Earlier this week, Randy Seaver wrote a post called “Are You Prepared to Research Without the SSDI?” about mining SSDI data, in case we lose access to this valuable resource. I thought this was a great idea, so I’ve spent several hours this week working the SSDI database and it has been time well spent.
I started by creating a report in RootsMagic that shows the surname, given name, Social Security fact, birth date, and death date. I used this same report format with several different iterations of search strings.
First, I wanted to review the information I already had, so I searched for people where the Social Security fact “exists” and “is true.” I then checked to make sure I was entering the information consistently for this fact – I wasn’t, so I made a few corrections. I also checked all my existing SSDI citations to make sure they were up to snuff. I’ve gone back and forth in years past regarding whether or not I would publish SSN numbers on Tonia’s Roots, so some records displayed the SSN, some citations included it, and some did not. I settled on a best practice this week, which is to put the SSN number in my RootsMagic database, but to make the SSN fact “private,” so that it doesn’t get published here. I’ve also stripped the number out of the citations and replaced it with “[privately held.]”
After reviewing my existing data, it was time to move on to new research. I went back to my SSDI Mining report and searched on:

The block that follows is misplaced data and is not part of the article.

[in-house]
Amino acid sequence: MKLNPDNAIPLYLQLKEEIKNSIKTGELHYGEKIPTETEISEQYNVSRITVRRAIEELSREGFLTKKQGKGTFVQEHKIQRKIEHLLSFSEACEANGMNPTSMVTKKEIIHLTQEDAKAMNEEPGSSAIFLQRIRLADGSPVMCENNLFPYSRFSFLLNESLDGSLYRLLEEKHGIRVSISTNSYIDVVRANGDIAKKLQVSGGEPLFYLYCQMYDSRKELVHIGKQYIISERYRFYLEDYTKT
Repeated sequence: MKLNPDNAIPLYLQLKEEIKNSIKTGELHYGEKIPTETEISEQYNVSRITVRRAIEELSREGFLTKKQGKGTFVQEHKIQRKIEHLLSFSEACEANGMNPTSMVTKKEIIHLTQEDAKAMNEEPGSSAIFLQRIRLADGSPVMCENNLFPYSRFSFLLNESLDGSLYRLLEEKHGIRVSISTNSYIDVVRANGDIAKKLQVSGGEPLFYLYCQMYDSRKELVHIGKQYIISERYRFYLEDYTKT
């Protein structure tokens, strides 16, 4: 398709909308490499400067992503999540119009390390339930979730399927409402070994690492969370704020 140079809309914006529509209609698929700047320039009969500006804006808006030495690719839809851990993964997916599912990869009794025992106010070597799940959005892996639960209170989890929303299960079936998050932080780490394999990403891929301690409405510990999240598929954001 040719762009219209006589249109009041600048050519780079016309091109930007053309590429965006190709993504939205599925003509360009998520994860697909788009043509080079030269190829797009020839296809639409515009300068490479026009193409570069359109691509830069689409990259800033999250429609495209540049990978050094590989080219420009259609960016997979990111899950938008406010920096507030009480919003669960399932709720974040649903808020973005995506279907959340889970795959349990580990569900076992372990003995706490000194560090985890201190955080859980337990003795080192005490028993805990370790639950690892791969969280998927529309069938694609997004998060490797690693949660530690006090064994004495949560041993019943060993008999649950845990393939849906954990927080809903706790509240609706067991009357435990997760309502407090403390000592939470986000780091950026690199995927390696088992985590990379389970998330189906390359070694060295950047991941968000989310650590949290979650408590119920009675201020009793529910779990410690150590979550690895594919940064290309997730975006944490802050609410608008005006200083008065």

- Social Security exists “is false,”
- Color Code is blue (my direct lines are color coded blue), and
- Death date is after 1930
This search returned 15 people and I found SSDI entries for five of them. I already had exact birth and death dates for all these people, so the key piece of information I was looking for was the Social Security number. I may want to order SS-5s for these folks and I will need the SSN in order to get the lower price. SS-5s are $27 each if the SSN is provided and $29 otherwise. $2 may not seem like a big difference, but this is such an expensive record that every little bit helps.
After I finished with the direct lines, I expanded my search to collateral lines. The criteria for my third search were:
- Social Security exists “is false,”
- Color Code is not blue, and
- Death date is after 1960
I picked 1960 as the death year because I knew this would be a much longer list and I wanted to limit it to those most likely to have an SSDI entry. This search returned 132 names and I found SSDI entries for 64 of them. I also got a lot of new information. For many of these people I did not have exact birth or death dates, only estimates. I also got the locations of their last residences, which may be useful for future research. I also found married names for several of the women.
I’m now working a fourth search list:
- Social Security exists “is false;”
- Color code is not blue, and
- Birth date is after 1870
This list includes a lot of people that I don’t have any death dates for, so it is much longer than the previous list. It also includes a lot of people who likely died too early to have an SSDI entry, but I won’t know until I look.
The good thing about this “SSDI Mining” is that it’s easy and doesn’t take a lot of mental energy. This is something I can easily do after working all day. I used my RootsMagic reports as checklists, with three checkboxes for each name. If I found the record, I added the data to RootsMagic, entered the search on my research log, then clipped the SSDI page to Evernote (Evernote is perfect for this, by the way. Two clicks and the record is saved. I don’t even have to rename the clip.) If I didn’t find an entry, then I just added it to my research log and moved on to the next name.
We need to take advantage of the SSDI while we have it. Even if we don’t lose access, then this is work that does not have to be repeated.